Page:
There’s a debate brewing over who rightfully owns yoga’s soul. The Hindu American Association recently launched a new campaign called “Take Back Yoga”, an effort to get yoga’s 15 million regular practitioners to recognize its Hindu roots.
“In a way,” said Dr. Aseem Shukla, the foundation’s co-founder, to the New York Times, “our issue is that yoga has thrived, but Hinduism has lost control of the brand.”
Supporters of the campaign claim that Hinduism has become a victim of “overt intellectual property theft” made possible by generations of Hindu yoga instructors who had offered up the religion’s spiritual wealth at the altar of crass commercialism”, according to the Times.
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Organizers of the Take Back Yoga effort point out that the philosophy of yoga was first described in Hinduism’s seminal texts and remains at the core of Hindu teaching. Yet, because the religion has been stereotyped in the West as a polytheistic faith of “castes, cows and curry,” they say, most Americans prefer to see yoga as the legacy of a more timeless, spiritual “Indian wisdom.”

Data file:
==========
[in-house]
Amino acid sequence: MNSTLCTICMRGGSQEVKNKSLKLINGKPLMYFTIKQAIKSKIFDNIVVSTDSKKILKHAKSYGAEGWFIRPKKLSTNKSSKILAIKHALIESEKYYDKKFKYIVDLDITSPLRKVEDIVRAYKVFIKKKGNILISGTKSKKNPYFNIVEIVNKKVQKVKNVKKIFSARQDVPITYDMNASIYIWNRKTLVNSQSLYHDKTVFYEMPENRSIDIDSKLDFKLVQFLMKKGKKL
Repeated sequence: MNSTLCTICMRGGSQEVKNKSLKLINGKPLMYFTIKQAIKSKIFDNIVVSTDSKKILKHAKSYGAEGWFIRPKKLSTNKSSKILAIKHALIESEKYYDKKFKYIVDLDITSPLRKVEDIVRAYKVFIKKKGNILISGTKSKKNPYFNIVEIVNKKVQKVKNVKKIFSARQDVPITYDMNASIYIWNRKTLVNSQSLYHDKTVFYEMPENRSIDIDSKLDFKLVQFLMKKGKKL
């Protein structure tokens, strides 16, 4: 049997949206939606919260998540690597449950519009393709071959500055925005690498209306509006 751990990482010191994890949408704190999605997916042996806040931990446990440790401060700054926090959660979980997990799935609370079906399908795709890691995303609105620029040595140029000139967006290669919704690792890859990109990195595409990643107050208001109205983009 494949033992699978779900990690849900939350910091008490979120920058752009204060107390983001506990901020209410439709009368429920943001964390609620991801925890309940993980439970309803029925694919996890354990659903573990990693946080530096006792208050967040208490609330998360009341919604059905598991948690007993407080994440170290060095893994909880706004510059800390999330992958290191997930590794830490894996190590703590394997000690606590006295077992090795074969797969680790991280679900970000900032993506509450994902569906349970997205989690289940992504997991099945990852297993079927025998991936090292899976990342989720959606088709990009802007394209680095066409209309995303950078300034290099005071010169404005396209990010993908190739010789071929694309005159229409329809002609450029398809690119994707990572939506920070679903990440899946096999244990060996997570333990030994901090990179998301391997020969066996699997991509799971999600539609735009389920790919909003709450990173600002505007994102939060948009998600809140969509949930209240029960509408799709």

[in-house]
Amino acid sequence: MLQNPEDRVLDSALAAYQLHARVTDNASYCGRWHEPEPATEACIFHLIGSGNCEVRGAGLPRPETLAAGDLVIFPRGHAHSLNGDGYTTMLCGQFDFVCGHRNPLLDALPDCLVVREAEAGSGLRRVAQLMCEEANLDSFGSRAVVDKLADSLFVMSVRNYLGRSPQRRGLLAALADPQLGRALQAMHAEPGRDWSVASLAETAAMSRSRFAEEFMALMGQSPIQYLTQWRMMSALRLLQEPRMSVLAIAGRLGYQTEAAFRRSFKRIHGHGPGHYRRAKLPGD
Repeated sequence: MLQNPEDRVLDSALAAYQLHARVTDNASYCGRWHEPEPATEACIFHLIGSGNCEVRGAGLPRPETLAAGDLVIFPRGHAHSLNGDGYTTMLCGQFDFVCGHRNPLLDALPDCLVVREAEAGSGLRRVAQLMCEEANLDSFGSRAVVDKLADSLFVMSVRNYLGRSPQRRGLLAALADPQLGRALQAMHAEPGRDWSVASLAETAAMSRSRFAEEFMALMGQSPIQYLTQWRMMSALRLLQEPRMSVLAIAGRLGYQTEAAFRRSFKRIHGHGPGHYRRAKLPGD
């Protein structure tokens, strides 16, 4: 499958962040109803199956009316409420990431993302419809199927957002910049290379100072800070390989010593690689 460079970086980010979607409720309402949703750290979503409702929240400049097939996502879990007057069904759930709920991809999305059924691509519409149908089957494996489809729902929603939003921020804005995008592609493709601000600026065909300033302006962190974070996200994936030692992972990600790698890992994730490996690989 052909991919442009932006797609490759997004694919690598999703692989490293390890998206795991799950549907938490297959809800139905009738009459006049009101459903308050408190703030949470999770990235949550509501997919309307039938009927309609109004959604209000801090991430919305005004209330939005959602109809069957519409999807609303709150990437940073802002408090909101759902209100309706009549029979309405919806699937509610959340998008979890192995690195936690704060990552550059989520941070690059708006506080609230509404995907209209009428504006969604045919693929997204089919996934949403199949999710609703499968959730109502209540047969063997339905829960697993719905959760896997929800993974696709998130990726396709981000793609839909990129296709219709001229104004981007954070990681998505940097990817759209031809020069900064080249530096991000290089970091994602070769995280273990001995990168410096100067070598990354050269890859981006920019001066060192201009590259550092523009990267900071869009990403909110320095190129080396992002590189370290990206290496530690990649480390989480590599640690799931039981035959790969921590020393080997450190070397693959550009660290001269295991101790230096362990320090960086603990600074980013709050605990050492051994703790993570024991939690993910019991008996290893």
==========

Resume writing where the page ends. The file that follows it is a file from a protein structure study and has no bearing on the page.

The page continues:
But the backlash against the effort has been loud and terribly dismissive.
“Nobody owns yoga,” Debbie Desmond, a 27-year-old yoga instructor in Williamsburg, told the New York Times. “Yoga is not a religion. It is a way of life, a method of becoming. We were taught that the roots of yoga go back further than Hinduism itself.”
Dr. Deepak Chopra, the popular New Age writer has reportedly dismissed the campaign as a “jumble of faulty history and Hindu nationalism.”
Meanwhile, Dr. Uma V. Mysorekar, president of the Hindu Temple Society of North America, said that the debate is an important turning point for a new generation of Indian Americans.
“My generation was too busy establishing itself in business and the professions,” she told The Times. “Now, the second and third generation is looking around and finding its voice, saying, ‘Our civilization has made contributions to the world, and these should be acknowledged.’ ”